111: Getting Things Done (GTD) for Leaders | with David Allen

by Joe Sherwood on May 1, 2015

Getting-Things-DoneBeing an engaging leader starts with engaging your own work and life optimally. Five years ago, Jesse had given up on the umpteenth system he’d tried for organization and productivity. As he went back to the drawing board, he discovered that a new approach had taken the world by storm. It was called Getting Things Done (GTD), and five years later, it still guides Jesse’s personal productivity as well as our project management at Aspendale Communications. Now, a completely re-written and updated edition of the bestselling book has been released. The book is Getting Things Done: The Art of Stress-Free Productivity, by David Allen. Jesse and David discuss what’s in the new edition, talk through some of the most powerful and easy-to-implement GTD practices, troubleshoot some of the pitfalls, and provide advice how to engage the rest of the team with GTD.

Examples of the Art of GTD

  • Mind like water (Get stuff out of your head, into a reliable system, so your brain doesn’t feel pressured to hold onto it. Your brain is for having ideas, not for holding onto ideas.)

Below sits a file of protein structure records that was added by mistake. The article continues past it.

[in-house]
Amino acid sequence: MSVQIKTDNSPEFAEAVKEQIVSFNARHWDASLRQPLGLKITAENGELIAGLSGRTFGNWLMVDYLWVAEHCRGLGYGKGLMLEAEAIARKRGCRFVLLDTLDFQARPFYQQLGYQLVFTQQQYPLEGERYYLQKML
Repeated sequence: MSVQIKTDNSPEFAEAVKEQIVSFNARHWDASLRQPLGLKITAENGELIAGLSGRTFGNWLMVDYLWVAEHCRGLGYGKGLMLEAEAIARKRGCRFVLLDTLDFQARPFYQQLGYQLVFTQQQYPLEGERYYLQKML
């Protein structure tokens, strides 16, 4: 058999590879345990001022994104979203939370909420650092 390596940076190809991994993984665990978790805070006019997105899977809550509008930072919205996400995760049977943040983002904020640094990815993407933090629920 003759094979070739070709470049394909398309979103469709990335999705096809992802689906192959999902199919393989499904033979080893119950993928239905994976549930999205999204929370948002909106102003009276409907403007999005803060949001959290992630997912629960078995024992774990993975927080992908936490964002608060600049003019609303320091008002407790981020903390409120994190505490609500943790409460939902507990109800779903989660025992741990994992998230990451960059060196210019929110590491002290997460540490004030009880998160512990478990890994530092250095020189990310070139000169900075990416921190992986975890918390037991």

• Clarify outcomes
  • Decide next actions

Examples of the Practice (“Tricks”) of GTD

  • For actionable items: Two-minute rule (Dump it, Do it, Delegate it, or Defer it)
  • For nonactionable items: Labeler and one or more filing cabinets (General Reference files, Project Support files, etc. – with files simply alphabetized)

Tricks That Took Jesse Multiple Tries to Successfully Implement

  • Cloud-based organizer for Next Actions (since 2012 has Basecamp for client projects and Toodledo for all other tasks)
  • Weekly Review

Tricks That Jesse Re-discovered after Reading the 2015 Edition of Getting Things Done

  • Project List vs. Next Actions lists
  • Weekly Processing vs. Weekly Planning
  • Email Processing vs. Email Replies
  • Contexts

The Getting Things Done steps:

Capture—collect what has your attention

Clarify—process what it means (“what’s the next action?”)

Organize—put it where it belongs

Reflect—review frequently (weekly is appropriate for most items)

Engage—make the best action choices based on the context, available time and energy, and priority

Allen QuoteResources Mentioned in This Episode

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